Omnicom Group, CareSoft,, Verisign, RSA Security

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HERE’S MORE EVIDENCE that healthcare providers like laboratories and pathology groups will increasingly market their services directly to consumers.

One of the largest consolidated advertising agencies in the world has taken minority equity positions in five healthcare-related Internet companies. Omnicom Group, whose agencies include BBDO Worldwide and DDB Worldwide, expects to use these relationships to connect its pharmaceutical company clients with both consumers and physicians. Two sites are consumer-oriented (Healthology Inc. and Caresoft Inc.); two sites are physician-oriented ( Inc. and Inc.); and one is a clinical trials site (eResearch Technology Inc.).

Omnicom Group hopes to capture the identities of consumers and physicians who visit these Web sites. “We will be able to give [drug companies], down to patient and doctor, the kind of audience they want. We’re going to be able to cut this so many different ways. They must go through us,” stated Tom Harrison, chief executive of Omnicom’s diversified services division.

The involvement of an advertising agency in the equity ownership of these e-health companies has generated controversy. But the fact that a major global ad agency is willing to take an investment position demonstrates that use of the Internet to reach both consumers and physicians about healthcare services is expected to occur.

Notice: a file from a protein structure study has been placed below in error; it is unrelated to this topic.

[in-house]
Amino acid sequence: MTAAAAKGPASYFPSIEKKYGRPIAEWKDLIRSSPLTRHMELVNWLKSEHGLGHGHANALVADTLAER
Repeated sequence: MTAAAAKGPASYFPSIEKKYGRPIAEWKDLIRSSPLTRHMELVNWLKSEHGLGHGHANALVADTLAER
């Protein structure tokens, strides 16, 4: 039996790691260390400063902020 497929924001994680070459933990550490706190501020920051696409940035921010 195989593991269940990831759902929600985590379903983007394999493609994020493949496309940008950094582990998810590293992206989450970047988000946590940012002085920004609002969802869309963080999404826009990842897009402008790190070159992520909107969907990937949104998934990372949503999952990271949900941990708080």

Alert readers will note that CareSoft owns a consumer healthcare site called Quest Diagnostics Incorporated uses this Web site to permit its patients to access their laboratory test results. This is one reason why Quest Diagnostics is ahead of most of the lab industry in positioning itself to become a brand name widely-recognized by consumers.


MANY LABORATORIANS ARE FAMILIAR with the passage of the federal Global and National Commerce Act that establishes electronic signature standards. This law takes effect in October. However, few people understand that HIPAA requirements are more complex.

Most states already passed electronic signature legislation. The federal law establishes minimum standards for legally-binding e-signatures, but remains technology-neutral. It will supersede some state laws which have lower requirements for electronic signatures.

The standards that HIPAA proposes for electronic signatures can be found at HIPAA guidelines currently do not require any type of electronic signature, but that could change over time.

HIPAA requirements say that if users, like laboratories, want to use electronic signatures, their system must include user authentication, feature non-repudiation, and guarantee the integrity of the message or data to which it is “attached.”

A number of vendors are working to establish a viable e-signature system. These include Verisign (California), Silanus Technology (Quebec), and RSA Security (Massachusetts).


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